For really rural places I think you're still seeing an emptying-out. I haven't been in really rural parts since 2005, but then the far-flung places were holding on, and not with anything like the maintenance you had during Soviet times. People would show me stuff—"Oh, this used to be such and such"—but it just looked beat-up.
Almost every place had one central heating facility with ducts that went all over the town, and those things are in horrible repair. They're shredding asbestos, installation is kind of balling off of them, and the houses are not maintained. The Soviets wanted these rural places to be maintained for military or industrial purposes, and they paid attention to them. The market has not been as kind.
Is there part of you that mourns something that has passed? An old Siberia you knew that is vanishing?
Well, you know, I loved Soviet stuff, as a style. The old, clunky, huge stuff. Something about it is just cool. And I'm sorry when I see a Maybach limousine as opposed to some Soviet-era UAZ microbus, built at a factory named for Lenin with much more metal than a VW bus. It was the idea that we were all doing something together, and now Russia is so every-man-for-himself.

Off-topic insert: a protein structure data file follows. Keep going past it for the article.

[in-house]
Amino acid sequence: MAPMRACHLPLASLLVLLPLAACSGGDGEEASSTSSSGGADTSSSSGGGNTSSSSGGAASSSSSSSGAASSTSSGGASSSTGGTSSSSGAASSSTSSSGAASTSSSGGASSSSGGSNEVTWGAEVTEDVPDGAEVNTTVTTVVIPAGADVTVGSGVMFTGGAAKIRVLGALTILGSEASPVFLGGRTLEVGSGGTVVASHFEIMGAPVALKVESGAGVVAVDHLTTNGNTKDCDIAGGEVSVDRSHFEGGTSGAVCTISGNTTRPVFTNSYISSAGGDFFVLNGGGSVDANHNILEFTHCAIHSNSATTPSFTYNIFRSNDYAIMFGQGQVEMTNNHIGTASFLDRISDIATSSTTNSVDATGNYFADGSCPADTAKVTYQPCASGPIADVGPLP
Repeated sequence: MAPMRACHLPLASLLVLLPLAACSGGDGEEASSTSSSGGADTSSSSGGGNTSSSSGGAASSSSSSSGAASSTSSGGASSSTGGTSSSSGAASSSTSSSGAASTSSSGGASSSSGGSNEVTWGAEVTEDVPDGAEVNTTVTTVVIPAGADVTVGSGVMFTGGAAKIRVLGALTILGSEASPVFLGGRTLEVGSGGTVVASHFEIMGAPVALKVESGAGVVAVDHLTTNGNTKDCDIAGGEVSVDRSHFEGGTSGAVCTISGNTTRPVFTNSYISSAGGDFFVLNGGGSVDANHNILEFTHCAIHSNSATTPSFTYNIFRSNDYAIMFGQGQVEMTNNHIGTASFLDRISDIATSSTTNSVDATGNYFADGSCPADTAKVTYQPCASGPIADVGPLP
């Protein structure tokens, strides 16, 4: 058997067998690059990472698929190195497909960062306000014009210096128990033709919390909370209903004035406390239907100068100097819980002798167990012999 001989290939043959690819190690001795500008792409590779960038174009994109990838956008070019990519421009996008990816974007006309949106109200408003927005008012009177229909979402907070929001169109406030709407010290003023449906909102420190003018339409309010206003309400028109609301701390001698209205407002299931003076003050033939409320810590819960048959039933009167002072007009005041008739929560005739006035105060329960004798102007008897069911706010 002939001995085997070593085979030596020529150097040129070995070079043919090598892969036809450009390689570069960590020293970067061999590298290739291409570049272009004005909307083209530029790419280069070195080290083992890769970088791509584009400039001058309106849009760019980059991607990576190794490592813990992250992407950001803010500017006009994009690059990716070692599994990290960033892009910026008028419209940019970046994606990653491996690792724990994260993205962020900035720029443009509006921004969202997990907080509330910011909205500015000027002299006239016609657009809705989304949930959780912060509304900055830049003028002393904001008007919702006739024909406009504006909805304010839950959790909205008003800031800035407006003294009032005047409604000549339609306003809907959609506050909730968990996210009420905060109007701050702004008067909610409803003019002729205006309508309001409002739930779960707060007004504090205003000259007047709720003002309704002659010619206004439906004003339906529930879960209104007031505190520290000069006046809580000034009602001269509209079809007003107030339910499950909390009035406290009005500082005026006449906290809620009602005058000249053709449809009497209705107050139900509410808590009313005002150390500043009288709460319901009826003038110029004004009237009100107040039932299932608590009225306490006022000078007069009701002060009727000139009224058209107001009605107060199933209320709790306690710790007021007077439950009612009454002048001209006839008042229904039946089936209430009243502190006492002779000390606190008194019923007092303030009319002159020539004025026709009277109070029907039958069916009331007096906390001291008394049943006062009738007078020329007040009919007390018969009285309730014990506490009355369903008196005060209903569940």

As has been said about the Confederates—that they fought with a devotion worthy of a better cause—there were people who were devoted Communists who were incredibly idealistic and thought this was going to be great. And you still meet them. They say, "Yes, I came out here to build Baikal-Amur Magistral [Siberia's other cross-country railroad] because I believed..." To lose that—well good riddance if you get rid of the gulag in the process, but still, you lose something.
You spend a lot of the book writing about historical figures who went to Siberia, albeit not of their choosing, in most cases and about how they were changed by the experience. Your extensive travel there includes a 9,000-mile road trip. How has the experience changed you?
Russians don't complain, usually. I know from my goings and comings that you can hear an American across an airport. He's going, We were supposed to—How come our tickets are—You never hear that in Russia. The Russian will say, "What can you do?" They are stoic. They are expert at suffering. They know a lot about it, they know what it's like and how to do it.
You tell the wonderful story of the Archpriest Avvakum Petrovich—
Oh, I'm glad you mentioned that. If I had an epigraph for the book, it would be where his wife says, "How long, Archpriest, are these sufferings to continue?" And he says, "Markovna! Till our death." So she says, "Very well, Petrovich. Let us be getting on our way." There really is something great about the country, and it's connected to that. It's something we don't have. We don't suffer. We go, "Let's fix this." And we complain—and we whine. So I hope that I complain less—or at least, if I complain, that I understand that you really shouldn't.